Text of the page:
techUK hosts RHC for the launch of ‘The Future Regulation of Space Technologies’ report

  • techUK hosted the launch of the Future Regulation of Space Technologies report with the presence of Dr. Lucy Mason, Member of the Regulatory Horizons Council and Director of Capgemini Invent.  

  • The report lists future scenarios and the consequences of inertia in improving internal and external regulatory frameworks within a fast-moving technology development landscape. 

The Regulatory Horizons Council (RHC) has launched its report on the Future Regulation of Space Technologies. techUK hosted the RHC who presented the report for the first time durng our Space Commercialisation and Tech Summit. The event explored relevant discussions regarding the journey to commercialisation and how to innovate within the UK space sector, counting on the presence of the UK Space Agency, industry experts, and start-ups. 

Catch up

techUK recently hosted a range of industry experts, start-up companies and stakeholders to discuss the key issues facing the UK space sector. The event focused on the downstream capabilities of the space industry - speakers and panelists covered several pertinent topics, from how to attract investment and leverage international partnerships to addressing barriers to scaling up UK innovators.

Watch the sessions here

Introduction to the report 

The report was commissioned by DSIT, as part of a review of space regulation. In the report, the RHC points to the pace of regulation of space activities, within the increasing push in technology development across segments of the space industry. Diverting future consequences of the current situation requires that both national and international fora mature in their approach to regulation of space activities.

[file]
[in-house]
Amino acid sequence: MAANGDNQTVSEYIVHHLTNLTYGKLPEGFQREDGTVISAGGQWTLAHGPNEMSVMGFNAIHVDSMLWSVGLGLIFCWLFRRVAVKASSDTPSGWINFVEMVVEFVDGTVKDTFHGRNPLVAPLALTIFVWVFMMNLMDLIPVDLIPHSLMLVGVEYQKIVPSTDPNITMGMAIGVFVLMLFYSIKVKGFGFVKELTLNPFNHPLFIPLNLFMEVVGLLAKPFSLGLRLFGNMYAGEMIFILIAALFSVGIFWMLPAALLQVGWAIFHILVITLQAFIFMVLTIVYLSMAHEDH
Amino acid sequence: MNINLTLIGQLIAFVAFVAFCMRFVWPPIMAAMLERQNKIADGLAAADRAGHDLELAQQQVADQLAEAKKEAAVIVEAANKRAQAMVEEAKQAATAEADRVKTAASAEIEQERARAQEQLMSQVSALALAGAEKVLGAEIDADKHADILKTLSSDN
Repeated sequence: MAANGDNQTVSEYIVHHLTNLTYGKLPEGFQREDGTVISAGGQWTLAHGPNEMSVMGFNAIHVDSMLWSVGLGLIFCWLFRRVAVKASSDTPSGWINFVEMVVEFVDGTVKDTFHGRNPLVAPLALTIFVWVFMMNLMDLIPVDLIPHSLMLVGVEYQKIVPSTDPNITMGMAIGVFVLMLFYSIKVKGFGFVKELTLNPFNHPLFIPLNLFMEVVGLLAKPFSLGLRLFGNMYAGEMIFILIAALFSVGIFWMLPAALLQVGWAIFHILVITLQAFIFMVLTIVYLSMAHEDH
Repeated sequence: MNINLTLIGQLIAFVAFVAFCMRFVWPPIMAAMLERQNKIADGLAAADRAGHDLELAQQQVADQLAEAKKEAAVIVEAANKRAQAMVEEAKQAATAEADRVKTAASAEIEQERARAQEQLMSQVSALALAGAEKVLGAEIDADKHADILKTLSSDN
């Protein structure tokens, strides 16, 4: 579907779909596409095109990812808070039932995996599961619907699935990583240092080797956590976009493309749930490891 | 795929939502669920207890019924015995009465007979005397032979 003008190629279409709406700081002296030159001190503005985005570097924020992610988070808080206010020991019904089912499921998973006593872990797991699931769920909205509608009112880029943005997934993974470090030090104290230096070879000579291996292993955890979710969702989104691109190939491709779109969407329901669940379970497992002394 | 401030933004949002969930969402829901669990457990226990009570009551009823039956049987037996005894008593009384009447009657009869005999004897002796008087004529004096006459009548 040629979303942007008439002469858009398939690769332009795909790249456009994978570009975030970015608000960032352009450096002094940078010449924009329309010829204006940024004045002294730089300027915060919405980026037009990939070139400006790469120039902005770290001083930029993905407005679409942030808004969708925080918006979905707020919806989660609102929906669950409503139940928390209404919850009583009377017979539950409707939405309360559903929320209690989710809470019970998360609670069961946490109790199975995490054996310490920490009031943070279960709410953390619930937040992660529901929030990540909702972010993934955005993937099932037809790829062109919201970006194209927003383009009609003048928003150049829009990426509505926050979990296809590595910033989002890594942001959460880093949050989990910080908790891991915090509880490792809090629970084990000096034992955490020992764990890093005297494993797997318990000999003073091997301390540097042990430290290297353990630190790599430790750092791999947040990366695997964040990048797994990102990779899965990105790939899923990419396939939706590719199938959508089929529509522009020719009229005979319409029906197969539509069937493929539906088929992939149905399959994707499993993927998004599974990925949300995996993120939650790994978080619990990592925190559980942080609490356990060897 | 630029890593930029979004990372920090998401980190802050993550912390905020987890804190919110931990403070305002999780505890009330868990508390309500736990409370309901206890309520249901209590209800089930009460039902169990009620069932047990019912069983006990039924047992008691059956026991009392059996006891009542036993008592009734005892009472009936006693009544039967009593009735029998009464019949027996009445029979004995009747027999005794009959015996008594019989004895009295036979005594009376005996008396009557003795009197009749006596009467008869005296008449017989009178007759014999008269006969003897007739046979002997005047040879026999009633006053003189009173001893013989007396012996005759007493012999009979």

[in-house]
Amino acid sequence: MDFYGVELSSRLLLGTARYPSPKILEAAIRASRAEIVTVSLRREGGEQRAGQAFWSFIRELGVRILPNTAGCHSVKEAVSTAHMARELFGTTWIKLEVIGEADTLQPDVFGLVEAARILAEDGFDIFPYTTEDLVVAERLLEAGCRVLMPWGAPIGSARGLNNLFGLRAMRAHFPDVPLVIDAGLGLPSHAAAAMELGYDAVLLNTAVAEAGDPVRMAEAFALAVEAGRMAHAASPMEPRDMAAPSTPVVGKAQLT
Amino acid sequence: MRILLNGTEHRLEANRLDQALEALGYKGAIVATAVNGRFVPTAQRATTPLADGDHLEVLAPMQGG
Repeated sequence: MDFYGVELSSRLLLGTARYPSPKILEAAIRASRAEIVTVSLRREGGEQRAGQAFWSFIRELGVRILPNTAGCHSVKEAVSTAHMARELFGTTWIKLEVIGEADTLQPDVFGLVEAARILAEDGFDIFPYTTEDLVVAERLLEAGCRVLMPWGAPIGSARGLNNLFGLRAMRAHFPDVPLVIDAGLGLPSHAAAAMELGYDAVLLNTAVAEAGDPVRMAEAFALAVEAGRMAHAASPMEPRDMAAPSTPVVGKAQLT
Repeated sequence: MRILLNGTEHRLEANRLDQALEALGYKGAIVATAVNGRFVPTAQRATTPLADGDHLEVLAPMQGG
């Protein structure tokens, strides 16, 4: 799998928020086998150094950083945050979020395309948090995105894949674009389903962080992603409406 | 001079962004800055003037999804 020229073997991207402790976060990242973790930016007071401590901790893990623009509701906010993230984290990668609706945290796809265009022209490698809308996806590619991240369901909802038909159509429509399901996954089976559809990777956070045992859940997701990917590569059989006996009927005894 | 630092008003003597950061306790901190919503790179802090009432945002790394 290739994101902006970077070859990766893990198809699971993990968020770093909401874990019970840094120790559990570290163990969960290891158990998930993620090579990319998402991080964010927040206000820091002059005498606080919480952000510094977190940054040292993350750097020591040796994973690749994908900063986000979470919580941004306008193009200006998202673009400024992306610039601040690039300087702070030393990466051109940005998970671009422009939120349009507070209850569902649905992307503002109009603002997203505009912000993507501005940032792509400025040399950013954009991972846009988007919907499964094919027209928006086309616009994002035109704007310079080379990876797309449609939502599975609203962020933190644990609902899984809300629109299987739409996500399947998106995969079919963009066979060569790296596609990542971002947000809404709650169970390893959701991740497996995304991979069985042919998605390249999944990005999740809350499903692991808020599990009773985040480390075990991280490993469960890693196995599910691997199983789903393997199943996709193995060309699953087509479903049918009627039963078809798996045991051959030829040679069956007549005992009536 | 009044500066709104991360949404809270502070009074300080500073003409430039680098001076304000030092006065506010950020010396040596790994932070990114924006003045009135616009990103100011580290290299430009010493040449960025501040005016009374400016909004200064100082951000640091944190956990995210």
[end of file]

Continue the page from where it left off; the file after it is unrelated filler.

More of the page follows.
Download the report here 

Among a number of actions suggested, the report outlines the following as key to avoid the most complex of the four potential scenarios for space exploration:  

  • Market actors and regulators alike should keep a closer look on potential conflicts.  
  • Further debate around international space policy is necessary to guarantee a sustainable orbital environment.  
  • Growing military and commercial interest around space capabilities. 

Exploitation and conflict: can regulation catch up to the New Space race? 

The future scenarios fall within the cardinals of maximum or minimal exploitation and conflict. In a maximized exploitation/high conflict scenario, the space sector would characterize a ruthless world, driven by a very low trust-environment, high barriers for market access by start-ups, and increased debris (to name a few). On the other side a resilient world of exploitation and low conflict would see diplomatic collaboration, marked by a high-trust environment, and clear regulatory frameworks.  

Within the minimal exploitation scenarios, high conflict would generate a failure to benefit from space. Unclear relationships would be followed by a fragmented ecosystem, divided into polarizing supply chain and consumer markets. Other countries would align with these potencies without internal capabilities of their own. 

Another scenario is the adaptable world. Held within a low conflict and minimal exploitation frame, this scenario reflects a technology agnostic space economy, driving greater innovation and change. With more technological alternatives the UK could develop strengths in key parts of the supply chain, as well as leverage services as a supporting player. Beyond commercial benefits, there would be advances in lobbying for sustainable development.  

These are only a few consequences envisioned by the report. In the effort to align a narrative with each potential future of space technology, regulation plays a part in managing the risks of technological innovation, controlling market barriers, and pursuing international consensus. The degree to which these functions are performed relies on the choices made by stakeholders today.  

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Head of Telecoms and Spectrum Policy, techUK

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